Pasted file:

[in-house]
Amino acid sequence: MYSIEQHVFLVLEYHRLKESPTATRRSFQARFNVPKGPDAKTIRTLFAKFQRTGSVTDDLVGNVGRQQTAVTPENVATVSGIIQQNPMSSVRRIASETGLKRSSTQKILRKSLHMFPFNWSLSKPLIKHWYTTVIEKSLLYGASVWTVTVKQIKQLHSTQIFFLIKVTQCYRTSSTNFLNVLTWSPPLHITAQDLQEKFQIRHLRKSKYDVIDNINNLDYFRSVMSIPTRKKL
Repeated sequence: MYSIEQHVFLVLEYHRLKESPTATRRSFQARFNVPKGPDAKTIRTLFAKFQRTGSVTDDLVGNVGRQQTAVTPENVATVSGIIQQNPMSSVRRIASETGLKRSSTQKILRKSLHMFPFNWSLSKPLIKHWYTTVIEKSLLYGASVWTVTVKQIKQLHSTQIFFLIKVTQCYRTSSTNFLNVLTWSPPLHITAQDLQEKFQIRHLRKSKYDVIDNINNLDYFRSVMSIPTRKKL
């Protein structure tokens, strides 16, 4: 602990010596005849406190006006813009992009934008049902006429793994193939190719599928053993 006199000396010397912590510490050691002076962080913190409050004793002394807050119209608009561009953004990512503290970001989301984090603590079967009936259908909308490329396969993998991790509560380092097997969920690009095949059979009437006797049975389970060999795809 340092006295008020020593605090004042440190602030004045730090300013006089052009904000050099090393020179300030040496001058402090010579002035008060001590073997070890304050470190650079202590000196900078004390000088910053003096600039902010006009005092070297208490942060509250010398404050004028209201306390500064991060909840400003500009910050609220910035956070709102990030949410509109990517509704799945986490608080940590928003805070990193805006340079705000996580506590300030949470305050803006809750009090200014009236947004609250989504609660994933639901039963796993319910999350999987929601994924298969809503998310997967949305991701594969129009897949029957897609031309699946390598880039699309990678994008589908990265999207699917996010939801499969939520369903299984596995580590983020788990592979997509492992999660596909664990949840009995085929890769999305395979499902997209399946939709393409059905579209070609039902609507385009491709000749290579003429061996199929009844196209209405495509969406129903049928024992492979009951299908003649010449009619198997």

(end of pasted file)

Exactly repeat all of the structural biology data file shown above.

[in-house]
Amino acid sequence: MYSIEQHVFLVLEYHRLKESPTATRRSFQARFNVPKGPDAKTIRTLFAKFQRTGSVTDDLVGNVGRQQTAVTPENVATVSGIIQQNPMSSVRRIASETGLKRSSTQKILRKSLHMFPFNWSLSKPLIKHWYTTVIEKSLLYGASVWTVTVKQIKQLHSTQIFFLIKVTQCYRTSSTNFLNVLTWSPPLHITAQDLQEKFQIRHLRKSKYDVIDNINNLDYFRSVMSIPTRKKL
Repeated sequence: MYSIEQHVFLVLEYHRLKESPTATRRSFQARFNVPKGPDAKTIRTLFAKFQRTGSVTDDLVGNVGRQQTAVTPENVATVSGIIQQNPMSSVRRIASETGLKRSSTQKILRKSLHMFPFNWSLSKPLIKHWYTTVIEKSLLYGASVWTVTVKQIKQLHSTQIFFLIKVTQCYRTSSTNFLNVLTWSPPLHITAQDLQEKFQIRHLRKSKYDVIDNINNLDYFRSVMSIPTRKKL
């Protein structure tokens, strides 16, 4: 602990010596005849406190006006813009992009934008049902006429793994193939190719599928053993 006199000396010397912590510490050691002076962080913190409050004793002394807050119209608009561009953004990512503290970001989301984090603590079967009936259908909308490329396969993998991790509560380092097997969920690009095949059979009437006797049975389970060999795809 340092006295008020020593605090004042440190602030004045730090300013006089052009904000050099090393020179300030040496001058402090010579002035008060001590073997070890304050470190650079202590000196900078004390000088910053003096600039902010006009005092070297208490942060509250010398404050004028209201306390500064991060909840400003500009910050609220910035956070709102990030949410509109990517509704799945986490608080940590928003805070990193805006340079705000996580506590300030949470305050803006809750009090200014009236947004609250989504609660994933639901039963796993319910999350999987929601994924298969809503998310997967949305991701594969129009897949029957897609031309699946390598880039699309990678994008589908990265999207699917996010939801499969939520369903299984596995580590983020788990592979997509492992999660596909664990949840009995085929890769999305395979499902997209399946939709393409059905579209070609039902609507385009491709000749290579003429061996199929009844196209209405495509969406129903049928024992492979009951299908003649010449009619198997």